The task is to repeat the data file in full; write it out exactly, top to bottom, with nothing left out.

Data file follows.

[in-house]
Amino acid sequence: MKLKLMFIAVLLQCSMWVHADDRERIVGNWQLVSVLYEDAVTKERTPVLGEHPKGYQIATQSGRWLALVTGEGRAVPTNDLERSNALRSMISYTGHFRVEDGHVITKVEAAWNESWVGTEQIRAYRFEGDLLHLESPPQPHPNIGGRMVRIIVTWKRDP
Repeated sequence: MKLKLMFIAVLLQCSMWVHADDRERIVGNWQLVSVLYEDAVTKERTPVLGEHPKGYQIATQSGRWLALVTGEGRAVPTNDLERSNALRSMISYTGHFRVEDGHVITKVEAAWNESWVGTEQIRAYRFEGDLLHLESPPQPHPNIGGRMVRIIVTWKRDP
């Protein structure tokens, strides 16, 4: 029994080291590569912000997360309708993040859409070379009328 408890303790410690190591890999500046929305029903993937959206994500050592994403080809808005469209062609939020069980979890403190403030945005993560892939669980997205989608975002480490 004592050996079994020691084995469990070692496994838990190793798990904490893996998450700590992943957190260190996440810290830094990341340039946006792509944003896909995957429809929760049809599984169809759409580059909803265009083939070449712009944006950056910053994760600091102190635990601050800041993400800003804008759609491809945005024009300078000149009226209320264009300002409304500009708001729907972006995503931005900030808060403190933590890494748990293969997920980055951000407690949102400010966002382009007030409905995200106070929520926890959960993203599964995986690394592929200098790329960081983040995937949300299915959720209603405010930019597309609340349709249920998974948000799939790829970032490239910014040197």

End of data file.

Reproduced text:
[in-house]
Amino acid sequence: MKLKLMFIAVLLQCSMWVHADDRERIVGNWQLVSVLYEDAVTKERTPVLGEHPKGYQIATQSGRWLALVTGEGRAVPTNDLERSNALRSMISYTGHFRVEDGHVITKVEAAWNESWVGTEQIRAYRFEGDLLHLESPPQPHPNIGGRMVRIIVTWKRDP
Repeated sequence: MKLKLMFIAVLLQCSMWVHADDRERIVGNWQLVSVLYEDAVTKERTPVLGEHPKGYQIATQSGRWLALVTGEGRAVPTNDLERSNALRSMISYTGHFRVEDGHVITKVEAAWNESWVGTEQIRAYRFEGDLLHLESPPQPHPNIGGRMVRIIVTWKRDP
């Protein structure tokens, strides 16, 4: 029994080291590569912000997360309708993040859409070379009328 408890303790410690190591890999500046929305029903993937959206994500050592994403080809808005469209062609939020069980979890403190403030945005993560892939669980997205989608975002480490 004592050996079994020691084995469990070692496994838990190793798990904490893996998450700590992943957190260190996440810290830094990341340039946006792509944003896909995957429809929760049809599984169809759409580059909803265009083939070449712009944006950056910053994760600091102190635990601050800041993400800003804008759609491809945005024009300078000149009226209320264009300002409304500009708001729907972006995503931005900030808060403190933590890494748990293969997920980055951000407690949102400010966002382009007030409905995200106070929520926890959960993203599964995986690394592929200098790329960081983040995937949300299915959720209603405010930019597309609340349709249920998974948000799939790829970032490239910014040197």